McCully and MacKay can quickly take anyone to Payson neighborhoods that illustrate the difference between a well-prepared, survivable neighborhood and a potential death trap.
Some older neighborhoods have narrow streets on which one car can barely pass another.
The two firefighters have seen dangerous traffic snarls during evacuations. Not only does that prevent residents from escaping, but it prevents fire trucks from moving into the neighborhood to protect homes until the evacuation is done — which is often too late to save the homes.
Moreover, in poorly prepared neighborhoods, homeowners have allowed trees to droop over roofs and streets. Leaves, weeds and grasses grow right up to the sides of some houses. Bushes choke yards.
“People become overwhelmed,” said MacKay.
But the two fire professionals don’t want to scare residents of these neighborhoods. Instead, they seek to reassure them by telling homeowners they “don’t have to clear cut.”
“We want them to remove ladder fuels and prioritize (Firewise),” said MacKay.
As an example, MacKay and McCully went to one of the newer neighborhoods behind Home Depot. The houses use mostly non-flammable landscaping material such as rocks and local plants.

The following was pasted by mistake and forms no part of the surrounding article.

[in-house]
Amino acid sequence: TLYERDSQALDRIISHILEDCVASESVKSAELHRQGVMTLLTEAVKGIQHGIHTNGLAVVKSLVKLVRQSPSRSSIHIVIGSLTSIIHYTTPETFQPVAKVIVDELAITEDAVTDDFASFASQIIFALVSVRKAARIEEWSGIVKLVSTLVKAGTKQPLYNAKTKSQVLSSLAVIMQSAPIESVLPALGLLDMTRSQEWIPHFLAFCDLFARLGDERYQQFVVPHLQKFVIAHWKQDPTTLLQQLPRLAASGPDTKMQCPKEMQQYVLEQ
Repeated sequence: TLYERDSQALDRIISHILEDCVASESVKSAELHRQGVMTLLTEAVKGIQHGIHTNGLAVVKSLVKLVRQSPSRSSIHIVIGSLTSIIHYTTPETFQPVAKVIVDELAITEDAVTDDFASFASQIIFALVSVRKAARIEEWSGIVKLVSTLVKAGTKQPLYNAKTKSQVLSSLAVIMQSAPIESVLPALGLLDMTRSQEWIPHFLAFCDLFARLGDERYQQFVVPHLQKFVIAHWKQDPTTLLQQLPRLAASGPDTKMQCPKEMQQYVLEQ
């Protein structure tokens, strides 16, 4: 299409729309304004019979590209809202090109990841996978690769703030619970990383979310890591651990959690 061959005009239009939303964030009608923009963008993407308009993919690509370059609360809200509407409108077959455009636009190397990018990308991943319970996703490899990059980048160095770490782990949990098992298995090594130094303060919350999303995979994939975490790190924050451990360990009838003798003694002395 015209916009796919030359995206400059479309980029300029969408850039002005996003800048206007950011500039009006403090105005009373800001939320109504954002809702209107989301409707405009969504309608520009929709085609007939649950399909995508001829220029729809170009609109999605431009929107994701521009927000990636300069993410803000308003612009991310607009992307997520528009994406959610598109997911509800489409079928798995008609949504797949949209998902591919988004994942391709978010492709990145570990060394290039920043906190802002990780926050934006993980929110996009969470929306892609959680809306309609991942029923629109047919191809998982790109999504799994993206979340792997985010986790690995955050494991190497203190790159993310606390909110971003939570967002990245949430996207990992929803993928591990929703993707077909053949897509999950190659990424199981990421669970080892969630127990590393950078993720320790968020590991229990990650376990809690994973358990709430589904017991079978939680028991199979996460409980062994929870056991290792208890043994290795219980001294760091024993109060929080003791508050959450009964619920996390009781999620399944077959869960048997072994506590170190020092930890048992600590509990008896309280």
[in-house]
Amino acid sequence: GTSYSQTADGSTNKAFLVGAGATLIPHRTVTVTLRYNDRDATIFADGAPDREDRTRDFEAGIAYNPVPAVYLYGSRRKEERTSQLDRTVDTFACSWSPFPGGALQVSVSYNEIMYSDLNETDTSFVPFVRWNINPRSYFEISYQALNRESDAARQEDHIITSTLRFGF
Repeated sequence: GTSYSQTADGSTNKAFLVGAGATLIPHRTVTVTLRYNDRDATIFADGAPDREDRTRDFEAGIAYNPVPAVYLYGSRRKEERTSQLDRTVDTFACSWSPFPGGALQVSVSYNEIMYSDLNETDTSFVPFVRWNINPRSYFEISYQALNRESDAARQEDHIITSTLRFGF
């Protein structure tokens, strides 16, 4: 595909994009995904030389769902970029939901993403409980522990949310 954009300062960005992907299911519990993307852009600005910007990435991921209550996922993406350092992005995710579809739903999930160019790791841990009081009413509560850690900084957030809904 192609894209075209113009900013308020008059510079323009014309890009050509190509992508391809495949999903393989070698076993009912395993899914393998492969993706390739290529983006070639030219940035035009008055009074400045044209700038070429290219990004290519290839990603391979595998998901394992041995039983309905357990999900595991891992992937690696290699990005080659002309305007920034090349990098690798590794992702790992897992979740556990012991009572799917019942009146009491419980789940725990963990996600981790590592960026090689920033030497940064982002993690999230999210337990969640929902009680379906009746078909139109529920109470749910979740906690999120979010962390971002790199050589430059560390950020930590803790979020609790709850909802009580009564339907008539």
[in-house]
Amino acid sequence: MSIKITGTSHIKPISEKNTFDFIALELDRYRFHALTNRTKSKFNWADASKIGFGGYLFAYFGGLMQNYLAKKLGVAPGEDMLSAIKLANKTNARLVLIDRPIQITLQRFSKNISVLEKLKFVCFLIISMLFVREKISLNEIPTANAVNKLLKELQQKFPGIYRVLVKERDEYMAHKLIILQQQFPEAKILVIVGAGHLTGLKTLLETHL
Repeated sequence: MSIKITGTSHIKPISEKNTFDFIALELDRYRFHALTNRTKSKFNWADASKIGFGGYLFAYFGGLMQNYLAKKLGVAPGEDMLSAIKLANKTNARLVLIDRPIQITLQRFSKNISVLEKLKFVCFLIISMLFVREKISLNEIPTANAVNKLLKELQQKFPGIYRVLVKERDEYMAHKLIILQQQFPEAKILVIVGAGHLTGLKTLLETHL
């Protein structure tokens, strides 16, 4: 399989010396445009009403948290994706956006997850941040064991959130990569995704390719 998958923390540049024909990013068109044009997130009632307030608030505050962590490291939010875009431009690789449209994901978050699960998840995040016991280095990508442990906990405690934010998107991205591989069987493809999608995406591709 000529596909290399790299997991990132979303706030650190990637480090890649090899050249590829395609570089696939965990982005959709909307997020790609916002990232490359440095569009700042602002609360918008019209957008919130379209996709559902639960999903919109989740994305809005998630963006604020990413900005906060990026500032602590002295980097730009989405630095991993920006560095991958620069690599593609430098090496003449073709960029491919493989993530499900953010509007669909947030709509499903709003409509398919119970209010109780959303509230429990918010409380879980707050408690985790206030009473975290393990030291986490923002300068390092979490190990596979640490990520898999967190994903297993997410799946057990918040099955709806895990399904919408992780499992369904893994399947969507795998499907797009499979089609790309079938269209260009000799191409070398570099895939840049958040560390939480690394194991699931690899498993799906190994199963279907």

Weeds are not present.
Bushes and trees have plenty of space between them.
Tree branches are trimmed at least six feet off the ground.
The streets were built to accommodate both cars and fire trucks.
MacKay and McCully realize it’s a one property at a time proposition to prepare Payson for the next wildfire.
That’s exactly what the residents of Yarnell failed to do.
They didn’t have a Firewise ordinance.
They didn’t have WUI building standards, requiring fire-resistant roofs, decks and building materials.
They didn’t insist the state thin the overgrown chaparral on the state lands surrounding the community, which hadn’t burned in decades.
They didn’t clear the brush and trees from around their homes.
They didn’t develop a clear, practiced evacuation plan.
So when the fire blew up, they had no plan — and no safe space where firefighters could make a stand against wind-driven, 100-foot-long flames that raced through the tinder-dry forest faster than a man could run.
The Hotshot fire crew saw the danger to the community, which the residents had ignored for so long. They tried to make it down off the burned hilltop on which they stood in time to defend the community.
But they didn’t make it.
That brave, mistaken, tragic decision to try to save the town, cost them their lives.
And it poses an urgent, potentially deadly question for Payson and Pine and other forested communities.
Did we learn anything from Yarnell?